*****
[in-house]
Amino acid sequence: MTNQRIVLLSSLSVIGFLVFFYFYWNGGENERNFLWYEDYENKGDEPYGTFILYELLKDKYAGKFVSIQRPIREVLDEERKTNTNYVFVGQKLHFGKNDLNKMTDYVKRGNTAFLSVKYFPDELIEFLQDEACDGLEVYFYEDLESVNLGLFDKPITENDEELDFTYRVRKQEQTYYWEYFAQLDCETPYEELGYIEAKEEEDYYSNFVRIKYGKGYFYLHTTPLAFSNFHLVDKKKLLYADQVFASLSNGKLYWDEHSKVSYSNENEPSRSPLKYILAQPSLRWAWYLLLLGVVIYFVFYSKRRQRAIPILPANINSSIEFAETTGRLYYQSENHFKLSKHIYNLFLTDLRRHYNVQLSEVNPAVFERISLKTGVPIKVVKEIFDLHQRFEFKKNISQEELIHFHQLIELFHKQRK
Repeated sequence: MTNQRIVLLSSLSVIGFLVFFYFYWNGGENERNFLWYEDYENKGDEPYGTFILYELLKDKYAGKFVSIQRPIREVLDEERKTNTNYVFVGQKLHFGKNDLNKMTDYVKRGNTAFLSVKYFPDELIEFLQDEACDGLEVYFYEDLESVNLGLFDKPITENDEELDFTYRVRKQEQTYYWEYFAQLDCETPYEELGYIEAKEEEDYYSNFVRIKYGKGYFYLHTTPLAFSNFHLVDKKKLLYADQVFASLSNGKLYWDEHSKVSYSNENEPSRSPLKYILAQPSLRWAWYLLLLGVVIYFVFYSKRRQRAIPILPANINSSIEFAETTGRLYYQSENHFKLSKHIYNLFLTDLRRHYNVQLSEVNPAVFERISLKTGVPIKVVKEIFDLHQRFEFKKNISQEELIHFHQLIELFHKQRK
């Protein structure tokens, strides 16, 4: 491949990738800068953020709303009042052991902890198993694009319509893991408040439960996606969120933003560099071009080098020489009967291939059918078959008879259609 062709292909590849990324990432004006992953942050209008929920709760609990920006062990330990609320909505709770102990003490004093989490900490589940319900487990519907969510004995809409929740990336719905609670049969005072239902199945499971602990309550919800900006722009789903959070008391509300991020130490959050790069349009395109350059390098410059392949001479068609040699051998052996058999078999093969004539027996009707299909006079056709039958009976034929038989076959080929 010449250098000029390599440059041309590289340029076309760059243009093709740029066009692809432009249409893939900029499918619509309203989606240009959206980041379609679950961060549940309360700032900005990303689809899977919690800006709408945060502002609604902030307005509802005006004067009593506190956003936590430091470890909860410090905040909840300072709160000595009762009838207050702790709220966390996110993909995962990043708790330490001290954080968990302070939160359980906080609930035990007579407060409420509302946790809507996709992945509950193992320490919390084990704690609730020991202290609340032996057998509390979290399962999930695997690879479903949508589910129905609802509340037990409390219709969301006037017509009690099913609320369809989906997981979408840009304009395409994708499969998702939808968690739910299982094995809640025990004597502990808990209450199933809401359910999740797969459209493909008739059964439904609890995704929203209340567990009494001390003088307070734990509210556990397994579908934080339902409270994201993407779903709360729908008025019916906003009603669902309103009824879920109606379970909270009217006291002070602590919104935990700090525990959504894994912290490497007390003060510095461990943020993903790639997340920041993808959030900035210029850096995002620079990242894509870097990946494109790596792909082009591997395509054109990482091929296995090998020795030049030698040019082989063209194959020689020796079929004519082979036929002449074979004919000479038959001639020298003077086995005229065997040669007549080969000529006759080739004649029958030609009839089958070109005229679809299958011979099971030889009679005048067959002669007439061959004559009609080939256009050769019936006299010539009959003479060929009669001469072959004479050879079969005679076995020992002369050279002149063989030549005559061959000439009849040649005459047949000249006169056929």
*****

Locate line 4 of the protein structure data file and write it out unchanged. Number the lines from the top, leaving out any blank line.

């Protein structure tokens, strides 16, 4: 491949990738800068953020709303009042052991902890198993694009319509893991408040439960996606969120933003560099071009080098020489009967291939059918078959008879259609 062709292909590849990324990432004006992953942050209008929920709760609990920006062990330990609320909505709770102990003490004093989490900490589940319900487990519907969510004995809409929740990336719905609670049969005072239902199945499971602990309550919800900006722009789903959070008391509300991020130490959050790069349009395109350059390098410059392949001479068609040699051998052996058999078999093969004539027996009707299909006079056709039958009976034929038989076959080929 010449250098000029390599440059041309590289340029076309760059243009093709740029066009692809432009249409893939900029499918619509309203989606240009959206980041379609679950961060549940309360700032900005990303689809899977919690800006709408945060502002609604902030307005509802005006004067009593506190956003936590430091470890909860410090905040909840300072709160000595009762009838207050702790709220966390996110993909995962990043708790330490001290954080968990302070939160359980906080609930035990007579407060409420509302946790809507996709992945509950193992320490919390084990704690609730020991202290609340032996057998509390979290399962999930695997690879479903949508589910129905609802509340037990409390219709969301006037017509009690099913609320369809989906997981979408840009304009395409994708499969998702939808968690739910299982094995809640025990004597502990808990209450199933809401359910999740797969459209493909008739059964439904609890995704929203209340567990009494001390003088307070734990509210556990397994579908934080339902409270994201993407779903709360729908008025019916906003009603669902309103009824879920109606379970909270009217006291002070602590919104935990700090525990959504894994912290490497007390003060510095461990943020993903790639997340920041993808959030900035210029850096995002620079990242894509870097990946494109790596792909082009591997395509054109990482091929296995090998020795030049030698040019082989063209194959020689020796079929004519082979036929002449074979004919000479038959001639020298003077086995005229065997040669007549080969000529006759080739004649029958030609009839089958070109005229679809299958011979099971030889009679005048067959002669007439061959004559009609080939256009050769019936006299010539009959003479060929009669001469072959004479050879079969005679076995020992002369050279002149063989030549005559061959000439009849040649005459047949000249006169056929």